- The artichoke is part of the thistle family – it is simply the bud before it flowers. See? (this one has flowered obviously)
- A baby artichoke is not another type of artichoke, it’s just a smaller less mature choke on the same plant down at the bottom. It is fully edible as it hasn’t developed a choke yet (the only part of the artichoke you can’t eat).
- The sunchoke has nothing to do with the artichoke; it is part of the sunflower family.
You can find all kinds of recipes that, step by step, will intimidate the crap out of you from acidulation to scissoring the thorns – ignore them. Do this: choose artichokes that are green – not purple or bluish – those are overripe. Take them home, slice them in half lengthwise and steam them for 20 minutes. Heat your grill while this is happening, and transfer the steamed artichokes to the grill flat side down, for about 15 minutes, then turn over (if there aren’t any grill marks yet your grill isn’t hot enough so keep on grilling on the flat side). If there ARE grill marks it’s time to lay them awkwardly on the grill on the opposite side for 3-4 minutes till the leaves are charred. Plate them (1/2 artichoke per person) and either brush them with melted butter, sprinkled with a tiny bit of sea salt (the good kind that have large crystals) on them, maybe some cracked pepper if you’d like. If you want to be fancier whip up some remoulade for dipping. Truly, you don’t really need anything. Just pluck each individual leaf off, put it in your mouth upside down and scrape the flesh from the leaf using your bottom teeth. Don’t eat the fuzzy choke in between the leaves and the heart though – it’s yucky. The heart will be your final reward. The smokey, creamy taste and texture will make you close your eyes and sigh with pleasure. Now, if you want to pay me to make the frittata you see at the top of the page just let me know! There are MANY ways that Lula’s for Lunch…and More! Catering incorporates artichokes into our menus, including one of our 6, to date, GREEN soups!!!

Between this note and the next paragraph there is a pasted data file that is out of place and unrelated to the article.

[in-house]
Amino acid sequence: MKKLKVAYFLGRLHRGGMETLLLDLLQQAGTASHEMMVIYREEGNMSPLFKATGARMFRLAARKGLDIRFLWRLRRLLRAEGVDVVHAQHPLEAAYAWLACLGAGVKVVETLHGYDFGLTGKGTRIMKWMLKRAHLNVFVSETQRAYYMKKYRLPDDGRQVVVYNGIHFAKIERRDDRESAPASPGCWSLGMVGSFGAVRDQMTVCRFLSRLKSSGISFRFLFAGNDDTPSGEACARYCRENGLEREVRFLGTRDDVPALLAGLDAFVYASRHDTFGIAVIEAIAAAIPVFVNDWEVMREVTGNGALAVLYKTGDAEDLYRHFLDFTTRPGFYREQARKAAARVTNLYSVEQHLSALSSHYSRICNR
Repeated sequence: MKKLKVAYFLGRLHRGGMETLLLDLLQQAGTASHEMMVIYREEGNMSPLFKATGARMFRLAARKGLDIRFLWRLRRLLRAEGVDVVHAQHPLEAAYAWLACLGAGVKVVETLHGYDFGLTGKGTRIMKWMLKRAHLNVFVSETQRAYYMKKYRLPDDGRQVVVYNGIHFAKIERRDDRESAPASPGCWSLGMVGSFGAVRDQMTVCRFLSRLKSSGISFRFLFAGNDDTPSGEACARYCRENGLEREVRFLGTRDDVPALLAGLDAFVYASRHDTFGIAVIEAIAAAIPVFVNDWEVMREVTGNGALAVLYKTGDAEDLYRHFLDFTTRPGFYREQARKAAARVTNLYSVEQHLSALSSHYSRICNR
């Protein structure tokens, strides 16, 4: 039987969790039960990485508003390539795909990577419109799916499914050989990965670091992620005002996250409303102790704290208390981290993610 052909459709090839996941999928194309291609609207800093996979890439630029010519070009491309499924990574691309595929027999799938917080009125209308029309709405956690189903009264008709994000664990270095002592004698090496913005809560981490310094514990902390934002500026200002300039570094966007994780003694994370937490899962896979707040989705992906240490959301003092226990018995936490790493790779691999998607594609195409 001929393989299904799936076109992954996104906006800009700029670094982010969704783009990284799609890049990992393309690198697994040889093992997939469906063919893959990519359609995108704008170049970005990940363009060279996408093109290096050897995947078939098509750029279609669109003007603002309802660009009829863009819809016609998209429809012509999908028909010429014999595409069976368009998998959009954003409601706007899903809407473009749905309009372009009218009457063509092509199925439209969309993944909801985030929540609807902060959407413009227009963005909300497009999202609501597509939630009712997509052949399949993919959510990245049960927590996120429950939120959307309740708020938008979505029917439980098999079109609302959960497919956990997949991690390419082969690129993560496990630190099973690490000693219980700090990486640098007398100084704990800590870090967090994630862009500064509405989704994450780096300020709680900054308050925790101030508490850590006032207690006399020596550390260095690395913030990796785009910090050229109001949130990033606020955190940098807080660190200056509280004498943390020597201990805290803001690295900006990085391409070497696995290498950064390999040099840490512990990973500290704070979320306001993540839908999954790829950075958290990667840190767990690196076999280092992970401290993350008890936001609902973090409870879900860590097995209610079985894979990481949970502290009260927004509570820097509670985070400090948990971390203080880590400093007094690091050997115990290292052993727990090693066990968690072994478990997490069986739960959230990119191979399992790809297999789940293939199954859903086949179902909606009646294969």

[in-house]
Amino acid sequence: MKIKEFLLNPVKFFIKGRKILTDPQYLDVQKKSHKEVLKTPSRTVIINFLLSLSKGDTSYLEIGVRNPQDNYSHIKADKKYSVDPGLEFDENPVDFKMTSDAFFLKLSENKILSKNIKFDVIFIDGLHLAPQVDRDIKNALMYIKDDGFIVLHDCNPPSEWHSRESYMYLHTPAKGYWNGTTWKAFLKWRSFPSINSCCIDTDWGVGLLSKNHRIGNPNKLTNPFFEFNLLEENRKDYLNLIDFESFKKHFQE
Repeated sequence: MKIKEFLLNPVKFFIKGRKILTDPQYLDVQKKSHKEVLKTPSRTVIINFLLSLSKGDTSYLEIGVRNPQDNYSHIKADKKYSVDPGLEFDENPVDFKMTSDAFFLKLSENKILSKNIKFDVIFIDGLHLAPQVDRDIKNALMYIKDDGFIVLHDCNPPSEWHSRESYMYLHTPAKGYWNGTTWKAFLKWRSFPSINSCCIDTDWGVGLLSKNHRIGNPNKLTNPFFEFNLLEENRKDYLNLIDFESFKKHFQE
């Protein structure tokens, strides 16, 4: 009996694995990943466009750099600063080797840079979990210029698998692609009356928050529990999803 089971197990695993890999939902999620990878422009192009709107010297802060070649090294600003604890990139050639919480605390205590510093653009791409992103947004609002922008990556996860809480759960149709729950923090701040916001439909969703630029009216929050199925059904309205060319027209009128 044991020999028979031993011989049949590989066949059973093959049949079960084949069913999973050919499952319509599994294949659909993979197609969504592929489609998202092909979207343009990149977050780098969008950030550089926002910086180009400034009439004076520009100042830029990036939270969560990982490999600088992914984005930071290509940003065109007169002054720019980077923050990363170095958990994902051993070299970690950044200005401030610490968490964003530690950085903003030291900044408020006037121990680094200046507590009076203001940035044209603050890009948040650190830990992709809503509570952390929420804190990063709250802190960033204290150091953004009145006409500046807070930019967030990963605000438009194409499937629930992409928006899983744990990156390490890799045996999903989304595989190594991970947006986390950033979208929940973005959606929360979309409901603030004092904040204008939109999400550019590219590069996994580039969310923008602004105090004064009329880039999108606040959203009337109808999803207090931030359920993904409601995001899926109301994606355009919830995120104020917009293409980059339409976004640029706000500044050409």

Did you know that cucumbers are BRAIN FOOD?!? And the fresher they are (as in you’re growing them right now aren’t you?!? are they coming out of your ears?!?) the more brain boost they pack?
Cucumbers are high in potassium which helps brain cells talk to each other. When they talk to each other they maintain healthy connections and stay lubricated. Potassium also helps you with that sunny disposition, and lack of it contributes to depression
Cukes also contain an anti-inflammatory plant compound called fisetin, which researchers are discovering helps to delay age related nerve cell decline in the brain. You can’t get more brainy than Lula’s for Lunch,,,and More! Catering ‘s Lomi a’la Lula – Salmon and Cucumber in one genius WALLOP!!
Summer tends to make us want to eat lighter, and fish feels that way to me…so with a little “Deadliest Catch” in mind, I’d like to give you a few tips about purchasing your seafood:
- Stay away from purveyors who don’t display their seafood directly on ice – all seafood needs to STAY as cold as possible at all times. It’s the protein that spoils the fastest!